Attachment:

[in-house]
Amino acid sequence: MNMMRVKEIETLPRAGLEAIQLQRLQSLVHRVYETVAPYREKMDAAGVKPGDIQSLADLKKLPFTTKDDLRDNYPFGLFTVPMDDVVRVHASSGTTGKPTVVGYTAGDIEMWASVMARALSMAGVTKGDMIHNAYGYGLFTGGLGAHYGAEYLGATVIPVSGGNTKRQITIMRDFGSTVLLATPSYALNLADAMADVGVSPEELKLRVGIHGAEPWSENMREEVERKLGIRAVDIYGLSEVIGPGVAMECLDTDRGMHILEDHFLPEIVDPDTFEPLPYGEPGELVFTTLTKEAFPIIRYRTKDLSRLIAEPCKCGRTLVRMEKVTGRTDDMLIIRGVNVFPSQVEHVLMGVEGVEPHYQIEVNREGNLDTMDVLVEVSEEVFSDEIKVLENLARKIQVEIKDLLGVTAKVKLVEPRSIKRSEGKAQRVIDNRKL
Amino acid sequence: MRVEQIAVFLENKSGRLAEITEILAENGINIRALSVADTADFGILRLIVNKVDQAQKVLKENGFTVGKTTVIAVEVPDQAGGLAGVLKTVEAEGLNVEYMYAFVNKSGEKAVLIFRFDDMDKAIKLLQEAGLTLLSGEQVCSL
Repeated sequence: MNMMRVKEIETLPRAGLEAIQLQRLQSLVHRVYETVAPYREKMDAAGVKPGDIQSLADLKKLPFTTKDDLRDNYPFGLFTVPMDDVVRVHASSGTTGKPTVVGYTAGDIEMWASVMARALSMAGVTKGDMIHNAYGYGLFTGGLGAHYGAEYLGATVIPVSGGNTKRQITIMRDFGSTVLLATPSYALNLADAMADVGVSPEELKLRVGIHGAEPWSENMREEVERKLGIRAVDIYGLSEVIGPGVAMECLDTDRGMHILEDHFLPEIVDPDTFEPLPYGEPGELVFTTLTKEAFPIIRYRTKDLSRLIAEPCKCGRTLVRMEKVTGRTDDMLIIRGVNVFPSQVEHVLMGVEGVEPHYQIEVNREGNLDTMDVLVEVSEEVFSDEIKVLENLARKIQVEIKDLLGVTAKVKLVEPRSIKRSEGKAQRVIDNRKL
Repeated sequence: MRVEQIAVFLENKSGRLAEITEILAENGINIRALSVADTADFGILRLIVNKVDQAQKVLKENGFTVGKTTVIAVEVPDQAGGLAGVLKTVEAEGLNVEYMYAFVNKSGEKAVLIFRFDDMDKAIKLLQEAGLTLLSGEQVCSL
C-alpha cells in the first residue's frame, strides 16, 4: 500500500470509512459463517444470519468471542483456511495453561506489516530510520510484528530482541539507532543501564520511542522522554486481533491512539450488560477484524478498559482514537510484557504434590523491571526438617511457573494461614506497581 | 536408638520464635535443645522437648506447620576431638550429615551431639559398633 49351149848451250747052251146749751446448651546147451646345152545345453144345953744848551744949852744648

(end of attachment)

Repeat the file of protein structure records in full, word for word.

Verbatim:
[in-house]
Amino acid sequence: MNMMRVKEIETLPRAGLEAIQLQRLQSLVHRVYETVAPYREKMDAAGVKPGDIQSLADLKKLPFTTKDDLRDNYPFGLFTVPMDDVVRVHASSGTTGKPTVVGYTAGDIEMWASVMARALSMAGVTKGDMIHNAYGYGLFTGGLGAHYGAEYLGATVIPVSGGNTKRQITIMRDFGSTVLLATPSYALNLADAMADVGVSPEELKLRVGIHGAEPWSENMREEVERKLGIRAVDIYGLSEVIGPGVAMECLDTDRGMHILEDHFLPEIVDPDTFEPLPYGEPGELVFTTLTKEAFPIIRYRTKDLSRLIAEPCKCGRTLVRMEKVTGRTDDMLIIRGVNVFPSQVEHVLMGVEGVEPHYQIEVNREGNLDTMDVLVEVSEEVFSDEIKVLENLARKIQVEIKDLLGVTAKVKLVEPRSIKRSEGKAQRVIDNRKL
Amino acid sequence: MRVEQIAVFLENKSGRLAEITEILAENGINIRALSVADTADFGILRLIVNKVDQAQKVLKENGFTVGKTTVIAVEVPDQAGGLAGVLKTVEAEGLNVEYMYAFVNKSGEKAVLIFRFDDMDKAIKLLQEAGLTLLSGEQVCSL
Repeated sequence: MNMMRVKEIETLPRAGLEAIQLQRLQSLVHRVYETVAPYREKMDAAGVKPGDIQSLADLKKLPFTTKDDLRDNYPFGLFTVPMDDVVRVHASSGTTGKPTVVGYTAGDIEMWASVMARALSMAGVTKGDMIHNAYGYGLFTGGLGAHYGAEYLGATVIPVSGGNTKRQITIMRDFGSTVLLATPSYALNLADAMADVGVSPEELKLRVGIHGAEPWSENMREEVERKLGIRAVDIYGLSEVIGPGVAMECLDTDRGMHILEDHFLPEIVDPDTFEPLPYGEPGELVFTTLTKEAFPIIRYRTKDLSRLIAEPCKCGRTLVRMEKVTGRTDDMLIIRGVNVFPSQVEHVLMGVEGVEPHYQIEVNREGNLDTMDVLVEVSEEVFSDEIKVLENLARKIQVEIKDLLGVTAKVKLVEPRSIKRSEGKAQRVIDNRKL
Repeated sequence: MRVEQIAVFLENKSGRLAEITEILAENGINIRALSVADTADFGILRLIVNKVDQAQKVLKENGFTVGKTTVIAVEVPDQAGGLAGVLKTVEAEGLNVEYMYAFVNKSGEKAVLIFRFDDMDKAIKLLQEAGLTLLSGEQVCSL
C-alpha cells in the first residue's frame, strides 16, 4: 500500500470509512459463517444470519468471542483456511495453561506489516530510520510484528530482541539507532543501564520511542522522554486481533491512539450488560477484524478498559482514537510484557504434590523491571526438617511457573494461614506497581 | 536408638520464635535443645522437648506447620576431638550429615551431639559398633 49351149848451250747052251146749751446448651546147451646345152545345453144345953744848551744949852744648